|he will say||they will say||he will be saying||they will be saying||he will have said||they will have said||he will have been saying||they will have been saying|
|conditional||I would say||we would say||I would be saying||we would be saying||I would have said||we would have said||I would have been saying||we would have been saying|
|you would say||you would say||you would be saying||you would be saying||you would have said||you would have said||you would have been saying||you would have been saying|
|he would say||they would say||he would be saying||they would be saying||he would have said||they would have said||he would have been saying||they would have been saying|
- The translations below need to be checked and inserted above into the appropriate translation tables, removing any numbers. Numbers do not necessarily match those in definitions. See instructions at Wiktionary:Entry layout § Translations.
say (plural says)
- A chance to speak; the right or power to influence or make a decision.
- 2004, Richard Rogers, Information politics on the Web:
- Above all, however, we would like to think that there is more to be decided, after the engines and after the humans have had their says.
- 2019 February 8, Olarn, Kocha; Regan, Helen, “This princess could be the next prime minister of Thailand”, in CNN International Edition, Cable News Network, retrieved 2019-02-08:
- He has consolidated the military's role in politics through an army-drafted 2017 constitution widely seen as designed to prevent Pheu Thai from returning to power and ensuring a continuing say for the army.
- 2019 March 22, Tanakasempipat, Patpicha; Thepgumpanat, Panarat, “Junta chief croons, ousted PM says 'we will win' in Thai election battle”, in Reuters, Reuters, retrieved 2019-03-23:
- Sunday’s general election has been cast as a high-stakes contest between democracy and military rule, but critics say a new army-backed constitution gives junta-appointed officials a large say in the next government.
say (not comparable)
- For example; let us assume.
- Pick a color you think they'd like, say, peach.
- He was driving pretty fast, say, fifty miles per hour.
- (colloquial) Used to gain someone's attention before making an inquiry or suggestion
- Say, what did you think about the movie?
- (used to gain attention): hey
- say in The Century Dictionary, New York, N.Y.: The Century Co., 1911.
- “say” in Webster’s Revised Unabridged Dictionary, G. & C. Merriam, 1913.
- A type of fine cloth similar to serge.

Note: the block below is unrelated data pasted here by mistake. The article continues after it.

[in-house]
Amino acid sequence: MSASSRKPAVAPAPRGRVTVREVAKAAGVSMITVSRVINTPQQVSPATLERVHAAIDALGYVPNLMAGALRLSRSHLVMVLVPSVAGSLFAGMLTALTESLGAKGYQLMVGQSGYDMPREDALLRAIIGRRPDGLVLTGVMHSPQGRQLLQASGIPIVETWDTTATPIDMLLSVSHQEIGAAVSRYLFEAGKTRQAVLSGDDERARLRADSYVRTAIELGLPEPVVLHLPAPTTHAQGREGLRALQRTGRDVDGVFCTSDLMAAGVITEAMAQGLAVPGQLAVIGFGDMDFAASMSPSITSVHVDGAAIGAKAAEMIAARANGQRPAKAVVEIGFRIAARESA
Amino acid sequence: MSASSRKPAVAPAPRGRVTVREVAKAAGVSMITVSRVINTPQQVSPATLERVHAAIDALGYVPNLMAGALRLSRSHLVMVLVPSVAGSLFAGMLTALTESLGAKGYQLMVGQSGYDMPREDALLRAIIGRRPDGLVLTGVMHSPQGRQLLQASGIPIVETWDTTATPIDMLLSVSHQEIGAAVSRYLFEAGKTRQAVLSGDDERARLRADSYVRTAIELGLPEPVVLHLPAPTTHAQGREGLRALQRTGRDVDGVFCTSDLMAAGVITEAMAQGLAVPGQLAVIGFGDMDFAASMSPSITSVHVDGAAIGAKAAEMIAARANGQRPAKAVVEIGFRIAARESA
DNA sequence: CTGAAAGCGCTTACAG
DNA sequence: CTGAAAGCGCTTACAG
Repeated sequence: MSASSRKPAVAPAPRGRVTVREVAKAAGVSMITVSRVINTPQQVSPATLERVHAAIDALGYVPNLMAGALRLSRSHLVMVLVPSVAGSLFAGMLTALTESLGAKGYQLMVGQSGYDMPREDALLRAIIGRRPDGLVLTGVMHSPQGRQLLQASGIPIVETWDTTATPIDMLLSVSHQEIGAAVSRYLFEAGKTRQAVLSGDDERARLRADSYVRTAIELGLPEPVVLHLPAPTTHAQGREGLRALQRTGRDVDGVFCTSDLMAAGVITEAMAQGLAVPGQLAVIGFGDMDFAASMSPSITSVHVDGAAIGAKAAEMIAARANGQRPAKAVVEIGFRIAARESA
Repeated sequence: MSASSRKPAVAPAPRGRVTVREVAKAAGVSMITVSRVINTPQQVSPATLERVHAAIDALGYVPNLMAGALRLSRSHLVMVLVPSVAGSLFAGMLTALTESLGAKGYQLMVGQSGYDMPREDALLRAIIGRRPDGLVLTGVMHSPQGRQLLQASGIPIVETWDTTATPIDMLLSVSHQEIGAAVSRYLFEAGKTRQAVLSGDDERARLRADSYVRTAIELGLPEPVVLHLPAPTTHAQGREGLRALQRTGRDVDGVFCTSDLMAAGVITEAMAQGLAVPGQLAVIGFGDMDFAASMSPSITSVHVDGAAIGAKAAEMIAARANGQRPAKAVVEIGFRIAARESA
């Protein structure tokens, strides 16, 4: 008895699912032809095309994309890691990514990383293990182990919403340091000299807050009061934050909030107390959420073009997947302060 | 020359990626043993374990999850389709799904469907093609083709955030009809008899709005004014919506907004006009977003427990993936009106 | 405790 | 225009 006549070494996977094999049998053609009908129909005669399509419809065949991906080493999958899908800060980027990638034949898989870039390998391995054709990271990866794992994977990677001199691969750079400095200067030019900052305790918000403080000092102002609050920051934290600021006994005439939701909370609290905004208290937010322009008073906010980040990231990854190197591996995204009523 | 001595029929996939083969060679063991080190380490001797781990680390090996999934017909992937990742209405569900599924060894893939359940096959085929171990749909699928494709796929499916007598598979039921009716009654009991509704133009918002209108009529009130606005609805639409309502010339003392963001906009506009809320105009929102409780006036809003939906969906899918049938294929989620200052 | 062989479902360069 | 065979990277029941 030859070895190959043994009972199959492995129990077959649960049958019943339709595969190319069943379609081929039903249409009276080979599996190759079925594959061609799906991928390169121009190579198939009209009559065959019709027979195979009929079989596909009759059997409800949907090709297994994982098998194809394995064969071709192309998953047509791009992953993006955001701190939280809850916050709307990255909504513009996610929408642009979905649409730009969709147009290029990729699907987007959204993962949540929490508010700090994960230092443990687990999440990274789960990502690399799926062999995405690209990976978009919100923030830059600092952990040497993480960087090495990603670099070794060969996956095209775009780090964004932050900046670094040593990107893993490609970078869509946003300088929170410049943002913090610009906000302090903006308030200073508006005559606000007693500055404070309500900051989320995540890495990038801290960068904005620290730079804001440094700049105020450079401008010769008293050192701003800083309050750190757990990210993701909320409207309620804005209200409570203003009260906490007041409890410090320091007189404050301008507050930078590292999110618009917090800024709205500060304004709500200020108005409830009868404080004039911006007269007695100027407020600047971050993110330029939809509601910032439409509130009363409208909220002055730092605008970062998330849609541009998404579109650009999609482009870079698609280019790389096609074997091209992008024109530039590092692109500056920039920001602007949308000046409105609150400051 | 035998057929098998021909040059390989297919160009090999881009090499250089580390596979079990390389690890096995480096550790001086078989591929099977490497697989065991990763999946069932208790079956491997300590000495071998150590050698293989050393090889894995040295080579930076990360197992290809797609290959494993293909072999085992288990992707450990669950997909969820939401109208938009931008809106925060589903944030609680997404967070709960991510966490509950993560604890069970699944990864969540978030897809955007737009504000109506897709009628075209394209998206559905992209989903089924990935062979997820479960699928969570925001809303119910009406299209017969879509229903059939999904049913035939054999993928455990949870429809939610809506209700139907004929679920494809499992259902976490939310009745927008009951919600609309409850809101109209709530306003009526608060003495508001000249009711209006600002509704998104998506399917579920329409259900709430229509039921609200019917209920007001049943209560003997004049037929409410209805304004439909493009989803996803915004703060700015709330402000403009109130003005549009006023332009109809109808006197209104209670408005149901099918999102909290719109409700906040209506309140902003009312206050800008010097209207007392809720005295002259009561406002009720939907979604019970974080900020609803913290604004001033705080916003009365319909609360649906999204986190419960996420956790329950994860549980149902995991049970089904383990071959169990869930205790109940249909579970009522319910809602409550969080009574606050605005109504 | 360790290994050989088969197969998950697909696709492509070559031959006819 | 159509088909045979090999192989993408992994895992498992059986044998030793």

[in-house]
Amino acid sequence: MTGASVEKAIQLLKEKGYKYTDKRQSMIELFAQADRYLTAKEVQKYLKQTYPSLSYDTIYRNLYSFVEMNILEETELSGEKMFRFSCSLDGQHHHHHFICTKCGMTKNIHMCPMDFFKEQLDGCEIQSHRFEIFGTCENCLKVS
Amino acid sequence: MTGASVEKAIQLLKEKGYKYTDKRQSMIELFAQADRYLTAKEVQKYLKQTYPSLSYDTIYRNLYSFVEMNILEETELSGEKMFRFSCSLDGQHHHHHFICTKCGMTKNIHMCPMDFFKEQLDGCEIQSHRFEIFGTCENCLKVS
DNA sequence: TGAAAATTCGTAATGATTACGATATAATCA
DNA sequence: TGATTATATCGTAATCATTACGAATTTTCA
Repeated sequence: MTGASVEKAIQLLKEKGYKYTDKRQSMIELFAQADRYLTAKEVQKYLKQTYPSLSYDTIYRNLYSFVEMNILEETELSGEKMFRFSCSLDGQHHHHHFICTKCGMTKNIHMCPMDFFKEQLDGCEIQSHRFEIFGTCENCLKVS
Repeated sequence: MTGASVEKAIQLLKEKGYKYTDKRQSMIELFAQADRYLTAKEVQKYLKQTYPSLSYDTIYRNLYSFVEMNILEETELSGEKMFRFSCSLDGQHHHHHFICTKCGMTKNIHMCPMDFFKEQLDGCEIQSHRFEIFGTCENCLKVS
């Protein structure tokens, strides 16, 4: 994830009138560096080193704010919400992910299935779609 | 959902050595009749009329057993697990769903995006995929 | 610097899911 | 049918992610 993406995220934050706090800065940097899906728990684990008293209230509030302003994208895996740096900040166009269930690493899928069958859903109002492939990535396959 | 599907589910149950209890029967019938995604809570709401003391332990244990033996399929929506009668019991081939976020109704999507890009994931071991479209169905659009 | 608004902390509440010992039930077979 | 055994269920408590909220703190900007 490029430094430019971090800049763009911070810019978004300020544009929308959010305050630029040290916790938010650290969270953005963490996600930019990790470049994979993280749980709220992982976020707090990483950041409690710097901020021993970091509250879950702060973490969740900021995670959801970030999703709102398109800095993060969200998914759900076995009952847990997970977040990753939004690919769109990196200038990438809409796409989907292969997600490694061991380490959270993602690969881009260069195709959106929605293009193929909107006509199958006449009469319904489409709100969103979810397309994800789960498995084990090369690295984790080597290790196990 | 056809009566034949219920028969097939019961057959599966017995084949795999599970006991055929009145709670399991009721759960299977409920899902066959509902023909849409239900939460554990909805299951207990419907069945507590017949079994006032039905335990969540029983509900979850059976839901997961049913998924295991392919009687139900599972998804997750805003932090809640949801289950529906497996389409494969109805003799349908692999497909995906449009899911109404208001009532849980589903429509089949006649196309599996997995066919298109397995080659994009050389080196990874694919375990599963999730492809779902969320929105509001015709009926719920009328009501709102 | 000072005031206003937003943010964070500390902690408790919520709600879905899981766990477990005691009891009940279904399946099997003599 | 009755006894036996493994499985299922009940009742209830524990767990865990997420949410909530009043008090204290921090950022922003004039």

- 1579, Immeritô [pseudonym; Edmund Spenser], “August. Aegloga Octaua.”, in The Shepheardes Calender: […], London: […] Hugh Singleton, […], OCLC 606515406; republished as The Shepheardes Calender […], London: […] Iohn Wolfe for Iohn Harrison the yonger, […], 1586, OCLC 837880809, folio 32, recto:
- Per.[igot] VVell decked in a frocke of gray, / Will.[y] hey ho, gray is greet, / Per. And in a kirtle of greene ſaye, / Will. the greene is for maydens meete.
Aphetic form of assay.
say (plural says)
- Trial by sample; assay; specimen.
- 1594–1597, Richard Hooker, J[ohn] S[penser], editor, Of the Lawes of Ecclesiastical Politie, […], London: […] Will[iam] Stansby [for Matthew Lownes], published 1611, OCLC 931154958, (please specify the page):, page 193
- If those principal works of God […] be but certain tastes and says, as if were, of that final benefit.
- c. 1603–1606, William Shakespeare, “The Tragedie of King Lear”, in Mr. William Shakespeares Comedies, Histories, & Tragedies: Published According to the True Originall Copies (First Folio), London: […] Isaac Iaggard, and Ed[ward] Blount, published 1623, OCLC 606515358, [Act V, scene iii], page 308:
- Thy tongue some say of breeding breathes.
- Tried quality; temper; proof.
- Essay; trial; attempt.
- 1610 (first performance), Ben[jamin] Jonson, The Alchemist, London: […] Thomas Snodham, for Walter Burre, and are to be sold by Iohn Stepneth, […], published 1612, OCLC 1008120557; reprinted Menston, Yorkshire: The Scolar Press, 1970, OCLC 52009618, (please specify the page), (please specify the scene number in lowercase Roman numerals):
- This fellow, Captaine, Will come, in time, to be a great distiller, And giue a say […] at the philosophers stone.
say (plural says)
- Mirjejev, V. A.; Usejinov, S. M. (2002) Ukrajinsʹko-krymsʹkotatarsʹkyj slovnyk [Ukrainian – Crimean Tatar Dictionary], Simferopol: Dolya, →ISBN
- Alternative form of
- Obsolete spelling of
- (Hà Nội) IPA(key): [saj˧˧]
- (Huế) IPA(key): [ʂaj˧˧]
- (Hồ Chí Minh City) IPA(key): [ʂa(ː)j˧˧] ~ [sa(ː)j˧˧]
- to be drunk; to be inebriated
- (by extension) to be (car, sea, etc.) sick
- (figuratively) to be enamoured of; to take a deep interest in